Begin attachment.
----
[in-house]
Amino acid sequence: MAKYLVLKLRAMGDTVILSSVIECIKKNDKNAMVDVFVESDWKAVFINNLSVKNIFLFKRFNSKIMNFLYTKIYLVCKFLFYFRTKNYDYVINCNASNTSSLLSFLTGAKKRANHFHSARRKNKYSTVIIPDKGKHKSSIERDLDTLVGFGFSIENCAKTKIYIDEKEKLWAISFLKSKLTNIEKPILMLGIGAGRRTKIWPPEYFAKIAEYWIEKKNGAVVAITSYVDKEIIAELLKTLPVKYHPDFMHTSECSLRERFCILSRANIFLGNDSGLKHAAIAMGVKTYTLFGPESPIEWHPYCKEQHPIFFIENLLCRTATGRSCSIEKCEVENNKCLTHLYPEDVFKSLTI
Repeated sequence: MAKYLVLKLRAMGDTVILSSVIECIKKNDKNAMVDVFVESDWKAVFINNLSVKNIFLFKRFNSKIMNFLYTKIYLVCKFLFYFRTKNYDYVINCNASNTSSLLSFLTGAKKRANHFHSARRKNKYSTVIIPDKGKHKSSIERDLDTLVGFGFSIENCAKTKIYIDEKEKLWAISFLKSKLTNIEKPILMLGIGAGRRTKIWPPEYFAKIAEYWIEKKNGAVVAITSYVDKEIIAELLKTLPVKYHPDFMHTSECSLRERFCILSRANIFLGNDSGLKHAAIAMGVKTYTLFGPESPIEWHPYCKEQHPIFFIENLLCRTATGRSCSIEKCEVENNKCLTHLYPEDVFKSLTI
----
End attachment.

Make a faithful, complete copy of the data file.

[in-house]
Amino acid sequence: MAKYLVLKLRAMGDTVILSSVIECIKKNDKNAMVDVFVESDWKAVFINNLSVKNIFLFKRFNSKIMNFLYTKIYLVCKFLFYFRTKNYDYVINCNASNTSSLLSFLTGAKKRANHFHSARRKNKYSTVIIPDKGKHKSSIERDLDTLVGFGFSIENCAKTKIYIDEKEKLWAISFLKSKLTNIEKPILMLGIGAGRRTKIWPPEYFAKIAEYWIEKKNGAVVAITSYVDKEIIAELLKTLPVKYHPDFMHTSECSLRERFCILSRANIFLGNDSGLKHAAIAMGVKTYTLFGPESPIEWHPYCKEQHPIFFIENLLCRTATGRSCSIEKCEVENNKCLTHLYPEDVFKSLTI
Repeated sequence: MAKYLVLKLRAMGDTVILSSVIECIKKNDKNAMVDVFVESDWKAVFINNLSVKNIFLFKRFNSKIMNFLYTKIYLVCKFLFYFRTKNYDYVINCNASNTSSLLSFLTGAKKRANHFHSARRKNKYSTVIIPDKGKHKSSIERDLDTLVGFGFSIENCAKTKIYIDEKEKLWAISFLKSKLTNIEKPILMLGIGAGRRTKIWPPEYFAKIAEYWIEKKNGAVVAITSYVDKEIIAELLKTLPVKYHPDFMHTSECSLRERFCILSRANIFLGNDSGLKHAAIAMGVKTYTLFGPESPIEWHPYCKEQHPIFFIENLLCRTATGRSCSIEKCEVENNKCLTHLYPEDVFKSLTI